1. Winter Rhyming

Someone says a word associated with winter. Everyone else calls out words that rhyme with that winter word. Here are some examples of words to use: snow, ice, sled, star, tree, red, green, gift, bell. Keep score on a dry erase board using tally marks under each person's name.

2. How Many Syllables in Each Winter Word?

Work together to say the following words out loud and determine how many syllables are in each word: reindeer, mistletoe, pinecones, sled, skiing, evergreen, ornament, wreath, snow, snowman, bell, angel, candles, cookies, winter, boots, poinsettia, pomegranate.

3. Winter Charades

On index cards, write words associated with winter. Review each word together before you begin the game to make sure your child can read the words. Next, shuffle the word cards and play charades by taking turns selecting a card, reading the word, and acting it out. The other players try to guess the word. The person who correctly guesses the word is the next person to draw. Here's some winter words to use: sled, snow, gift, nut, hug, boots, slip, play, hat.

Alternatively, this game can be turned into Read, Draw, and Guess. This involves reading a word card and drawing a picture of the word, while the other players guess what it is (think Pictionary).

4. Winter Spell & Draw:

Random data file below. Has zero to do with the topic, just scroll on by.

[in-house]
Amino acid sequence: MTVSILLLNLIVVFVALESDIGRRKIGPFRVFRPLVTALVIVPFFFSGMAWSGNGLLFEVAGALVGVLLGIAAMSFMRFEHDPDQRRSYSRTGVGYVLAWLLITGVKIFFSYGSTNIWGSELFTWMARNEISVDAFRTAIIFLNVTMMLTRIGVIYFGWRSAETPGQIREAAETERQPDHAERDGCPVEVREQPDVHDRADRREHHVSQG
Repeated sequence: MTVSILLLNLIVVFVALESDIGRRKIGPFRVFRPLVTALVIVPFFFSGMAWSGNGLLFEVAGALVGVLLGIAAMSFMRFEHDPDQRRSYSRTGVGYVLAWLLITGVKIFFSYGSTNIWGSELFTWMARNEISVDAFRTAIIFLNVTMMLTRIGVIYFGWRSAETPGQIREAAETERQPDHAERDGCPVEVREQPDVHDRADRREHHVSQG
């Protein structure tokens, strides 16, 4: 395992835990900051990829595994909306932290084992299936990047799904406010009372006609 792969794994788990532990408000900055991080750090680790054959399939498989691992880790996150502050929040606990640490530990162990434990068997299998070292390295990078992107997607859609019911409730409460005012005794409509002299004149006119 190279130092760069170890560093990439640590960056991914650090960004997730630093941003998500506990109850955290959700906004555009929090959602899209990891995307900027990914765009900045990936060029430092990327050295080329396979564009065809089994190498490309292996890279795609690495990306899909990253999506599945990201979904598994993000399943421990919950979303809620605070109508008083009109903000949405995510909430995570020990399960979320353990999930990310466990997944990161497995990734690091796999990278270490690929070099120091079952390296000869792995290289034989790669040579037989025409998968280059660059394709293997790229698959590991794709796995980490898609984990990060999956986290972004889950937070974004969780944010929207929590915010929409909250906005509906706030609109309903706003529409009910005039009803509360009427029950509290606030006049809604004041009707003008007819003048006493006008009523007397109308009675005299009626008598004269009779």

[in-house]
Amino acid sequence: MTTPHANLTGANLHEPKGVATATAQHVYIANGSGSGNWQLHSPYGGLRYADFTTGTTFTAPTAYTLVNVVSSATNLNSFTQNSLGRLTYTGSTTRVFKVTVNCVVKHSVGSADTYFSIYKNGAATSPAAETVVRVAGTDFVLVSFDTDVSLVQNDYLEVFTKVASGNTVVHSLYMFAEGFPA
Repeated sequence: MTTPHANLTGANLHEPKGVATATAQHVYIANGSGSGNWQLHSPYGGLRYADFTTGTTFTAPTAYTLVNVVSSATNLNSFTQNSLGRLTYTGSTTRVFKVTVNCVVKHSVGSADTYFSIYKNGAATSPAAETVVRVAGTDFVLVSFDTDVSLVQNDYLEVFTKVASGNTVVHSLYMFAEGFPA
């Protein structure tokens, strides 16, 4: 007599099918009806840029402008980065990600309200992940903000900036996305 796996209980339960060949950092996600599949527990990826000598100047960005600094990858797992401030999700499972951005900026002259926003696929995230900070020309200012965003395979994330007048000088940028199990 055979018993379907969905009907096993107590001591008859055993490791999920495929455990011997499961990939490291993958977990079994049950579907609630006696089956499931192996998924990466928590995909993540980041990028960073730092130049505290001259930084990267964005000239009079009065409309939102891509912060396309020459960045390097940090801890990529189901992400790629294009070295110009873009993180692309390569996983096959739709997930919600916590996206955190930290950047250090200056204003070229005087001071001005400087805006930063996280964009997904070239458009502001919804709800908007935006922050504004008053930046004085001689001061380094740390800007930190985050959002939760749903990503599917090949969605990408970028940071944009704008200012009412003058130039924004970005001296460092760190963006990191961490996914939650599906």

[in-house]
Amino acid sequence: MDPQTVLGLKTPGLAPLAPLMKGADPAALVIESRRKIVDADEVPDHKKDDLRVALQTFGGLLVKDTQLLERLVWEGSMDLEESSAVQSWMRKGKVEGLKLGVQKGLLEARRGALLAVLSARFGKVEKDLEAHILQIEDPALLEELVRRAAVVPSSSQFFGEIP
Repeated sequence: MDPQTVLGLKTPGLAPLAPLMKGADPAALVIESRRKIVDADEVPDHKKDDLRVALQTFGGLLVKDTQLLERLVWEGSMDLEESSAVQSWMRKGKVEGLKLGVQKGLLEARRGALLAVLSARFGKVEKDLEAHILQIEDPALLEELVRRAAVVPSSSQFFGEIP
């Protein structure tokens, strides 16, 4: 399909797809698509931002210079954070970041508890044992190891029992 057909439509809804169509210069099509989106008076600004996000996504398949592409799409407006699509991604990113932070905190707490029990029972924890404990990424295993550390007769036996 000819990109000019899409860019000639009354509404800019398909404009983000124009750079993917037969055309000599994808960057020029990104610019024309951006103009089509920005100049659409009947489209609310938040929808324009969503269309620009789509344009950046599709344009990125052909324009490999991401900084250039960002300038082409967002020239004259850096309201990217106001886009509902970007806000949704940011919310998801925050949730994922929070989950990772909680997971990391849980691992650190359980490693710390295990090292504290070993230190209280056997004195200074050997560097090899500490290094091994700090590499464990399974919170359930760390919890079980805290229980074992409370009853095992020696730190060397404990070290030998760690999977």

Engage your child in a phonics and spelling lesson by teaching them the rules below and use these to help them spell the following 5 winter words: sled, sleigh, snow, star, bell. Invite them to draw a picture for each word!

Phonics & Spelling rules:

  • sled has the 2 consonants "s" and "l" at the beginning that make a blend - put together the sounds /s/ and /l/ to form /sl/

  • sleigh is spelled with "eigh" at the end, which makes the long a sound

  • star is spelled with the letters "ar" at the end that when put together sound like you are saying the letter "r" or you can think of the sound as /o//r/

  • bell has 2 l's because we double the consonant "l" when it comes at the end of most single syllable word (e.g., bell, shell, ball, fall, roll, pull)

Here's additional words to practice that involve the rules above: slip, slap, cow, how, show, blow, grow, weigh, weight, eight, car, far, jar, park, shark.

5. Create a Winter Wonderland Story

Discuss the difference between fiction and non-fiction texts, and together create a fictional story about a winter wonderland. Add on to each other's ideas, or give your child the reins and record what they say. Start with, "Once upon a time...." and encourage their imagination to run wild! Invite them to illustrate each page by leaving room at the top of each page for pictures. Gather as a family and invite your child to read the story out loud, offering support as needed, for a family read aloud!